Blinky.c near line 11 and select Add ‘g_msTicks’ to… and select Watch 1.
- Go to View in the main menu and enable Periodic Window Update:
g_msTicks will be displayed in Watch 1:
- The values of
g_msTicks are updated in real-time if Periodic Window Update is enabled.
- You can modify the value in a Watch window when the program is stopped or changing slowly. You can modify a variable in a Memory window anytime (see next section).
Add the SystemCoreClock Variable
- Click on
<Enter expression> twice and enter:
- Right click on the
Value and deselect Hexadecimal Display. 32 MHz will be displayed:
You do not need to stop the program execution to enter variables, raw addresses or structures in a Watch or Memory window.
- Right click on
g_msTicks and select Add ‘
g_msTicks ’ to… and select Memory 1.
- Note the changing value of
g_msTicks is displaying its address in Memory 1 as if it is a pointer. This is useful to see what address a pointer is pointing to. But this not what you want to see at this time.
- Right click in Memory 1 and select Unsigned Long to see the data field as 32-bit numbers.
- Add an ampersand
& in front of the variable name
g_msTicks and press Enter. Now the physical address is shown (0x2000_0008) in this case. This physical address could change with different compilation optimizations.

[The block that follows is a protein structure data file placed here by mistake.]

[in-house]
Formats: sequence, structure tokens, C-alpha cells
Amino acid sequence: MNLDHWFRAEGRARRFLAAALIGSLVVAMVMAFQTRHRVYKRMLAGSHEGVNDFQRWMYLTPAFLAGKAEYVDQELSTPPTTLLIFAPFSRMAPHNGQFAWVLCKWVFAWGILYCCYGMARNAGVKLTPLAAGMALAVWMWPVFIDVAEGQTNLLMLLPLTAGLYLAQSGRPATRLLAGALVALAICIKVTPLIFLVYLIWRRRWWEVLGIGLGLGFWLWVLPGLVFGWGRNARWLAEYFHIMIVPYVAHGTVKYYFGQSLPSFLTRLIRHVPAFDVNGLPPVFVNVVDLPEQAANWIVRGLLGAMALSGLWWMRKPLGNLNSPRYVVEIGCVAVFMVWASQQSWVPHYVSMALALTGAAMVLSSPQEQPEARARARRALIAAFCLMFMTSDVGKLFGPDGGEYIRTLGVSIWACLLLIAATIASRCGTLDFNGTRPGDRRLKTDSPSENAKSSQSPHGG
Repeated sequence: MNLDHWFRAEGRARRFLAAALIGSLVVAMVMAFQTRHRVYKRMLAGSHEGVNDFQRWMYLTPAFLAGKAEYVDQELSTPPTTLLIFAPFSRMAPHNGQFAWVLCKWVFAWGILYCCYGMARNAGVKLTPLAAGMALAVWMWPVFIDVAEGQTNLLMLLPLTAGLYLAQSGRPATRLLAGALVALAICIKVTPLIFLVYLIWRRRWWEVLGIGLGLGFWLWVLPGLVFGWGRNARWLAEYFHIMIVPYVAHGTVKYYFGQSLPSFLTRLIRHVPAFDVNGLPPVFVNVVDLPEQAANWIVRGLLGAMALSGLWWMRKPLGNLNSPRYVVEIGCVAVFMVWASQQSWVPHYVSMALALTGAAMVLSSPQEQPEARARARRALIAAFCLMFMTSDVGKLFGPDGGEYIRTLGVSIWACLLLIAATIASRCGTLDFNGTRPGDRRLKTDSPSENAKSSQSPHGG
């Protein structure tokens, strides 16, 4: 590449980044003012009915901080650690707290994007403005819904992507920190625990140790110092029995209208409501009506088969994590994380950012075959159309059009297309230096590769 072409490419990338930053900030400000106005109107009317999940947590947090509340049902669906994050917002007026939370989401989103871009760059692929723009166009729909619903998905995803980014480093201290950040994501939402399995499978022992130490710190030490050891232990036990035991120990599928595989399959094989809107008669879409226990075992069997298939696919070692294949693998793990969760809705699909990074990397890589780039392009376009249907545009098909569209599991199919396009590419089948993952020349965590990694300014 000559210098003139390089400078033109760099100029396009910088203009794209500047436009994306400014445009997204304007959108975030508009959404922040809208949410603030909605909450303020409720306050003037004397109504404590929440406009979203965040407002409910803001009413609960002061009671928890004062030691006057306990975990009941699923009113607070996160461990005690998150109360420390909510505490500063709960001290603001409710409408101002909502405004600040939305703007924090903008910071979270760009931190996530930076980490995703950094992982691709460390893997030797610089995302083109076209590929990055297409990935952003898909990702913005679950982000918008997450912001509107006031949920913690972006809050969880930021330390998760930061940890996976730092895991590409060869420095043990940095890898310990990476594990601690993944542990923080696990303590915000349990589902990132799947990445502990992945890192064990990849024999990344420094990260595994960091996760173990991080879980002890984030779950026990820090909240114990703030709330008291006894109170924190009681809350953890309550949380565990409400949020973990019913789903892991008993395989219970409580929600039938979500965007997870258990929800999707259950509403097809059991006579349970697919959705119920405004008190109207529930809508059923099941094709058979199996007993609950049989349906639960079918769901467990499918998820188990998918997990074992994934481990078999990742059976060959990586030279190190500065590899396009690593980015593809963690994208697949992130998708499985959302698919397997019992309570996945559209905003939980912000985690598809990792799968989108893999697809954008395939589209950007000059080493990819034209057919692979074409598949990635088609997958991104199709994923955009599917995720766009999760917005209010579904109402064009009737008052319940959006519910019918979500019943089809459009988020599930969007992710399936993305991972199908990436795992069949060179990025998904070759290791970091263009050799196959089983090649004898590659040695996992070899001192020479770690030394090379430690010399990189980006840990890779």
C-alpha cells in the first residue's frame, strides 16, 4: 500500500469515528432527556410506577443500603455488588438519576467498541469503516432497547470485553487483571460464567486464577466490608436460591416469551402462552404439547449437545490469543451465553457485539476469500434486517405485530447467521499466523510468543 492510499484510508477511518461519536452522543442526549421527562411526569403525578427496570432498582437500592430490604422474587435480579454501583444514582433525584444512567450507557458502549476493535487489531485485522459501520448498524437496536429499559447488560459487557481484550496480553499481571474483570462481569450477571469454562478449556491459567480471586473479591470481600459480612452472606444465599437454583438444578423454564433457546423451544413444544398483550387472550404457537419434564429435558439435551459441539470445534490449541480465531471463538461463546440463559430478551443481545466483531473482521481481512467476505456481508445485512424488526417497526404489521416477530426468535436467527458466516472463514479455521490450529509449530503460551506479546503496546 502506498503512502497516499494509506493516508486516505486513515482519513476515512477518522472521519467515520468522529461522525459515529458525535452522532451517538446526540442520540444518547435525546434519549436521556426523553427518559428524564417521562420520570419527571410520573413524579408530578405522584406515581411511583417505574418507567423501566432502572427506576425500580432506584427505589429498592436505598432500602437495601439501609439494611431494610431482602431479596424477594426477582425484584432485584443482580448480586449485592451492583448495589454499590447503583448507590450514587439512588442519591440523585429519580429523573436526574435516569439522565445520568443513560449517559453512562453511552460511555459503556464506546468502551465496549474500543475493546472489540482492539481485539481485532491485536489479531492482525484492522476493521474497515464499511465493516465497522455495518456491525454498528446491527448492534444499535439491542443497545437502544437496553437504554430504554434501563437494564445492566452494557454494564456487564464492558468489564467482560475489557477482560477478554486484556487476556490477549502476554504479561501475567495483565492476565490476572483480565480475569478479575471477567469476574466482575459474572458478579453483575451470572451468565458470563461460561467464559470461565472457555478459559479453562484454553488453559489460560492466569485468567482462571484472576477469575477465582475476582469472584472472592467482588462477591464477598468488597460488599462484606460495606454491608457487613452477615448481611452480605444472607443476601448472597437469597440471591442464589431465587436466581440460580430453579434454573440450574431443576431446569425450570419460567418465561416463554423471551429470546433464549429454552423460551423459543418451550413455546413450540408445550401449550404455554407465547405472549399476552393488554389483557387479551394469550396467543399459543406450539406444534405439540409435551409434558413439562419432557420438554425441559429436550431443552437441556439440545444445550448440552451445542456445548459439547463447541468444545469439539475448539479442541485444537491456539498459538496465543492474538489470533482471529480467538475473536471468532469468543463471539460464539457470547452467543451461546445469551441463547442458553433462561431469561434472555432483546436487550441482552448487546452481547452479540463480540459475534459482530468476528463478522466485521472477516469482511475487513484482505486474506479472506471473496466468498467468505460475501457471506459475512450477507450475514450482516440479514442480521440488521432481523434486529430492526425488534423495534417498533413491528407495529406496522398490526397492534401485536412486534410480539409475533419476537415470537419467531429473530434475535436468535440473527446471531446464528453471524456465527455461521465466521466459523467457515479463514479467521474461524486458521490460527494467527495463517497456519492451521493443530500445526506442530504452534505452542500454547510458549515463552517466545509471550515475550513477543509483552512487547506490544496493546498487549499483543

- The data contents of
g_msTicks is displayed as shown:
- Right click on the memory data value and select Modify Memory at 0x3000000C. Enter a value and this will be pushed into
g_msTicks is updated often, you will only see the new value displayed for a very short time.
Stop the application.
- You can configure the Watch and Memory windows while the program is running in real-time without using any CPU cycles. You can change a Memory window value on-the-fly.
- View - Periodic Window Update
must be selected. Otherwise variables update only when the program is stopped.
How It Works
μVision uses Arm CoreSight technology to read or write memory locations without using CPU cycles. Most of the time, this is non-intrusive and does not impact the program execution timings. The Armv7-M/Armv8-M are Harvard architectures. This means they have separate instruction and data buses. While the CPU is fetching instructions at full speed, there is plenty of time for the CoreSight debug module to read or write to memory without stealing any CPU cycles. This can be slightly intrusive in the unlikely event the CPU and μVision reads or writes to the same memory location at exactly the same time. Then the CPU will be stalled for one clock cycle. In practice, this use of additional CPU cycles never happens.
provides the ability to view certain registers of peripherals and the CPU core. In many cases, these windows are updated in real-time while your program is running. They are available only in debug mode. Go to Peripherals - System Viewer to open the peripheral windows. Select CPU core registers by going to Peripherals - Core Peripherals.
The example application uses the Arm Cortex-M system tick timer.